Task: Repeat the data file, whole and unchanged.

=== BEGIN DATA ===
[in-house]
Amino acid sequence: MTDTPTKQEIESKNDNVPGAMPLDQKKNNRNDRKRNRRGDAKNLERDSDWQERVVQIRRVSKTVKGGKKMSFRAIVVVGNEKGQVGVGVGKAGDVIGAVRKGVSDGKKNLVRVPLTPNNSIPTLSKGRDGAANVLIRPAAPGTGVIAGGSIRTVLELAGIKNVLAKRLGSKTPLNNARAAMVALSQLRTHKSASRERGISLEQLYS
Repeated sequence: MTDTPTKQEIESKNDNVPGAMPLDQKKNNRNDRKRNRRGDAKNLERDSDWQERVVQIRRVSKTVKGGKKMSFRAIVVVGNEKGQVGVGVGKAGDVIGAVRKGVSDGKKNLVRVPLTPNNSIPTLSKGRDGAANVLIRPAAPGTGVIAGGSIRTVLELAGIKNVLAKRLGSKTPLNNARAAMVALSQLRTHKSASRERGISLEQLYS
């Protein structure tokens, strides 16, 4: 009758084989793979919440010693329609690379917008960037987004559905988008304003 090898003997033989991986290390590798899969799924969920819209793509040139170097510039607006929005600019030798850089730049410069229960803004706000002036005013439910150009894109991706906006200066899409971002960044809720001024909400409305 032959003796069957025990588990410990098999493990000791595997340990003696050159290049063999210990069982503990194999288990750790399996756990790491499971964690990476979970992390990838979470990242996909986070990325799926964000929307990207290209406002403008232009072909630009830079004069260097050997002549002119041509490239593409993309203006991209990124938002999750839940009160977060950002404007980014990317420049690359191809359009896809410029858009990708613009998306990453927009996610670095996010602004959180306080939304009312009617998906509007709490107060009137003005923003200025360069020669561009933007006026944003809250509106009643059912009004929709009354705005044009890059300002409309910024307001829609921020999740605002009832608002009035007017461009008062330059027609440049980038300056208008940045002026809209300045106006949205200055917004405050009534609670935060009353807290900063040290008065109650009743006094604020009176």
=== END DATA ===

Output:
[in-house]
Amino acid sequence: MTDTPTKQEIESKNDNVPGAMPLDQKKNNRNDRKRNRRGDAKNLERDSDWQERVVQIRRVSKTVKGGKKMSFRAIVVVGNEKGQVGVGVGKAGDVIGAVRKGVSDGKKNLVRVPLTPNNSIPTLSKGRDGAANVLIRPAAPGTGVIAGGSIRTVLELAGIKNVLAKRLGSKTPLNNARAAMVALSQLRTHKSASRERGISLEQLYS
Repeated sequence: MTDTPTKQEIESKNDNVPGAMPLDQKKNNRNDRKRNRRGDAKNLERDSDWQERVVQIRRVSKTVKGGKKMSFRAIVVVGNEKGQVGVGVGKAGDVIGAVRKGVSDGKKNLVRVPLTPNNSIPTLSKGRDGAANVLIRPAAPGTGVIAGGSIRTVLELAGIKNVLAKRLGSKTPLNNARAAMVALSQLRTHKSASRERGISLEQLYS
């Protein structure tokens, strides 16, 4: 009758084989793979919440010693329609690379917008960037987004559905988008304003 090898003997033989991986290390590798899969799924969920819209793509040139170097510039607006929005600019030798850089730049410069229960803004706000002036005013439910150009894109991706906006200066899409971002960044809720001024909400409305 032959003796069957025990588990410990098999493990000791595997340990003696050159290049063999210990069982503990194999288990750790399996756990790491499971964690990476979970992390990838979470990242996909986070990325799926964000929307990207290209406002403008232009072909630009830079004069260097050997002549002119041509490239593409993309203006991209990124938002999750839940009160977060950002404007980014990317420049690359191809359009896809410029858009990708613009998306990453927009996610670095996010602004959180306080939304009312009617998906509007709490107060009137003005923003200025360069020669561009933007006026944003809250509106009643059912009004929709009354705005044009890059300002409309910024307001829609921020999740605002009832608002009035007017461009008062330059027609440049980038300056208008940045002026809209300045106006949205200055917004405050009534609670935060009353807290900063040290008065109650009743006094604020009176």